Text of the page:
For Immediate Release
Ten artists selected through an open-call competition present new public monuments at Socrates Sculpture Park beginning October 10, 2020
Bel Falleiros, Process image of ‘America (un)known,’ 2020, Courtesy the Artist, Photo by Sara Morgan.
New York City, September 17, 2020 – As discourse surrounding monuments in American society rapidly evolves, Socrates Sculpture Park unveils ten new monuments by artists awarded the Park’s 2020 Socrates Annual Fellowship: Daniel Bejar, Fontaine Capel, Patrick Costello, Dionisio Cortes Ortega, Bel Falleiros, Jenny Polak, Aya Rodriguez-Izumi, Andrea Solstad, Kiyan Williams, and Sandy Williams IV.
The 2020 Artist Fellows’ projects comprise ‘Call and Response,’ the second part of Socrates’ ‘MONUMENTS NOW‘ exhibition. The first part of ‘MONUMENTS NOW‘ opened summer 2020 with major new commissions by acclaimed artists Jeffrey Gibson, Paul Ramírez Jonas, and Xaviera Simmons. ‘Call and Response‘ goes on view October 10th alongside Gibson, Ramírez Jonas, and Simmons’ works. The third and final part of the exhibition, ‘The Next Generation,’ also opens October 10th with a monument sculpture and ‘zine collectively realized by local high-school students participating in the Park’s Socrateens art education program
As a whole, ‘MONUMENTS NOW,’ seeks to highlight underrepresented narratives and commemorate marginalized peoples. Within this scope, the 2020 Artist Fellows projects range widely – from championing the civil servants who deliver fresh drinking water to somber mediation on the legacy of American chattel slavery. Many works encourage public engagement and all are united through common interest in community agency and power.
‘CALL AND RESPONSE’ PROJECT DESCRIPTIONS
Daniel Bejar, ‘Monument for Immigrants (In Advance of an ICE Raid)’
Reminiscent of the boulder-with-plaque historic markers that are common across parks nationwide, Bejar plays with ideas of visibility both in terms of public monuments and human rights as it pertains to citizenship. In response to recent raids by Immigration and Customs Enforcement (ICE), Bejar’s Monument for Immigrants provides a utilitarian escape hatch for undocumented people to enter and safely hide inside.
Fontaine Capel, ‘Proposal for a Monument (Two)’
Two iconic New York City brownstone stoops face each other as if in conversation – holding space for dialog around the built environment, gentrification and displacement, and monumentality. Simultaneously, the work provides a physical space to rest, distantly gather, perform, and exchange. An audio component plays a series of “stoop stories” shared by NYC residents, elevating the average person and commonplace experience to the monumental. Capel is also a 2020 New York Community Trust Van Lier Artist Fellow.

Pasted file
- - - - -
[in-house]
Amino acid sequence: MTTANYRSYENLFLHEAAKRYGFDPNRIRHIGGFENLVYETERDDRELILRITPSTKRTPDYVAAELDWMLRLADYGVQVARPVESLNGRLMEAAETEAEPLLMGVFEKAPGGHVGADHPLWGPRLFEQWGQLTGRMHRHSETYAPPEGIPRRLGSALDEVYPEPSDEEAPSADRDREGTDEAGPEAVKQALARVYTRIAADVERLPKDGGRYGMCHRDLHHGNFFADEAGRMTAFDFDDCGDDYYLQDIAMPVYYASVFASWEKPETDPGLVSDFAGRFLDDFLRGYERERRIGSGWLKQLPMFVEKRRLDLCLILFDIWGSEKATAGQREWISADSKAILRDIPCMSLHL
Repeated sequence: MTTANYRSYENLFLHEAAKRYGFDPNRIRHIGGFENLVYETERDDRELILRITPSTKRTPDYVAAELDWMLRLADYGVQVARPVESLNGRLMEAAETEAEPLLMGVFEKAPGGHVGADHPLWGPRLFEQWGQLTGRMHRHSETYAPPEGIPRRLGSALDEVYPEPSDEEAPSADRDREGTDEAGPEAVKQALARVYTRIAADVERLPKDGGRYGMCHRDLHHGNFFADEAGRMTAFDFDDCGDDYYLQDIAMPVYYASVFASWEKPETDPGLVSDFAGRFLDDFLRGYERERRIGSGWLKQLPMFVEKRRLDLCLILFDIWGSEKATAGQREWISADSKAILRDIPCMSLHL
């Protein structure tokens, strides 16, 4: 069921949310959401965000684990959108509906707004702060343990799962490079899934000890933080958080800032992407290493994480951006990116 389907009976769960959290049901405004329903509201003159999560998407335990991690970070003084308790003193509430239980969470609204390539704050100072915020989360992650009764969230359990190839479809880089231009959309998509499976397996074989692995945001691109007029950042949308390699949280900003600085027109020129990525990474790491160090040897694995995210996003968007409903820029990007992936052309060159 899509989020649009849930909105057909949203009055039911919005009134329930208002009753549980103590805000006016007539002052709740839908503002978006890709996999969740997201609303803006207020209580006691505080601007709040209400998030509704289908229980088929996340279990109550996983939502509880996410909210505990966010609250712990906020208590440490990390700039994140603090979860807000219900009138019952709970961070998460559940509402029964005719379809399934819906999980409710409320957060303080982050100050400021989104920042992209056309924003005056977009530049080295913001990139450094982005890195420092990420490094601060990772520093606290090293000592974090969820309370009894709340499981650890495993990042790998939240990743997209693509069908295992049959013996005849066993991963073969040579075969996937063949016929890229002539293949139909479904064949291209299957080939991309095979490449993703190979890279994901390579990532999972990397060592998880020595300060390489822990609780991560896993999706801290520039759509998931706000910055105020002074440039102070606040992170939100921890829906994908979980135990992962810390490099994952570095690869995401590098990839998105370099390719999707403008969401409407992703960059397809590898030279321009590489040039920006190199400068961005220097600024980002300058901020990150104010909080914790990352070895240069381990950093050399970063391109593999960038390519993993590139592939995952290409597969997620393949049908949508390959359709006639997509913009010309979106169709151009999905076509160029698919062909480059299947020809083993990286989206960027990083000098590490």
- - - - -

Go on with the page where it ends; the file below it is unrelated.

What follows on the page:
Dionisio Cortes Ortega, ‘Croton Arch of Triumph’
This one-to-one-scale cross section of the Old Croton Aqueduct unearths the hidden infrastructure of New York City as an homage to foresight, planning, and public service. The aqueduct, which opened in 1842 in an effort to mitigate wide-spread fires and industrial pollution of local water sources, is a feat of ingenuity, engineering, and cooperation among government, community and private enterprise. Cortes Ortega’s monument suggests that learning from history may be a means of confronting the crises we face today.
Patrick Costello, ‘Ceding Ground’
An empty center holds space for the contemplation of history’s relationship to current conflicts in this garden, which is rendered to match the dimensions of decorative plantings surrounding the Robert E. Lee monument in Charlottesville, VA – the site of the infamously violent Unite the Right rally in 2017. Costello replaces Classical-style low hedges, English boxwoods, Japanese hollies and peonies – all associated with the United States’ colonial slavery-fueled economy – with plant species native to the region surrounding Socrates for centuries before European colonization. Costello is also the 2020 Devra Freelander Artist Fellow in memory of Devra Freelander, who participated in ‘The 2017 Socrates Annual.’
Bel Falleiros, ‘America (un)known’
Contrasting with the phallic monuments to Columbus and other “New World” colonizers scattered across the Americas, this horizontal circle formed of clay-bricks celebrates ancestral and Indigenous modes of construction that bring humans, earth, and the cosmos together. Etched in various bricks are phrases composed by Black, Latinx and Indigenous people of the Americas that touch on ideas of home, belonging, and memory.
Jenny Polak, ‘Offshore’
A square chain-link fence cage topped with razor wire perches over the Park’s shoreline in the artist’s monument to prison abolition. Offshore proposes a reverse-commemoration, imagining a monument constructed in the future when offshore prisons and extrajudicial detention no longer occur. Pennants bearing messages from people formerly and currently incarcerated festoon the fence. An optical viewing machine, commonly found at tourist sites for monumental architecture and scenic vistas, allows the public to contemplate this prison-like structure that appears to hover like a ghostly presence.
Aya Rodriguez-Izumi, ‘Gate: II’